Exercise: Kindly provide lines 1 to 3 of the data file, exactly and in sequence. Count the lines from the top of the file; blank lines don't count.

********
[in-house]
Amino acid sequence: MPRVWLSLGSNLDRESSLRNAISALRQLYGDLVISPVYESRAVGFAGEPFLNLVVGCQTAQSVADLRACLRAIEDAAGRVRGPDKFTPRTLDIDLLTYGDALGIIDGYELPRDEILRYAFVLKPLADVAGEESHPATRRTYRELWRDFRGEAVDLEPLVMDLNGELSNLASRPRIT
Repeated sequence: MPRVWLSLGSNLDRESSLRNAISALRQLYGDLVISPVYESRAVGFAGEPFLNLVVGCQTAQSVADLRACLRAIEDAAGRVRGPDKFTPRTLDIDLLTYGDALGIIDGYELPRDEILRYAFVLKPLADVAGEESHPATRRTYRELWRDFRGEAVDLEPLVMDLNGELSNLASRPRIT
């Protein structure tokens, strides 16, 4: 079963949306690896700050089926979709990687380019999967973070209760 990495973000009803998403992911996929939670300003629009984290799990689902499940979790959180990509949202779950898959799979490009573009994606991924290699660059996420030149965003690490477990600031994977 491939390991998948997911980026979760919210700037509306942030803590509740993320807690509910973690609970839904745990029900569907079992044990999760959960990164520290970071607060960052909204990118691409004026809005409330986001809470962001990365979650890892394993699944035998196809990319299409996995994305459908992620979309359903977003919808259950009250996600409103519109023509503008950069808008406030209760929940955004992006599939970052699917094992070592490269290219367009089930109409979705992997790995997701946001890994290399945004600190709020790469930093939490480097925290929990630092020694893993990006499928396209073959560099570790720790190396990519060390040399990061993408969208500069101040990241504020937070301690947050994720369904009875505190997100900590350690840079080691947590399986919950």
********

[in-house]
Amino acid sequence: MPRVWLSLGSNLDRESSLRNAISALRQLYGDLVISPVYESRAVGFAGEPFLNLVVGCQTAQSVADLRACLRAIEDAAGRVRGPDKFTPRTLDIDLLTYGDALGIIDGYELPRDEILRYAFVLKPLADVAGEESHPATRRTYRELWRDFRGEAVDLEPLVMDLNGELSNLASRPRIT
Repeated sequence: MPRVWLSLGSNLDRESSLRNAISALRQLYGDLVISPVYESRAVGFAGEPFLNLVVGCQTAQSVADLRACLRAIEDAAGRVRGPDKFTPRTLDIDLLTYGDALGIIDGYELPRDEILRYAFVLKPLADVAGEESHPATRRTYRELWRDFRGEAVDLEPLVMDLNGELSNLASRPRIT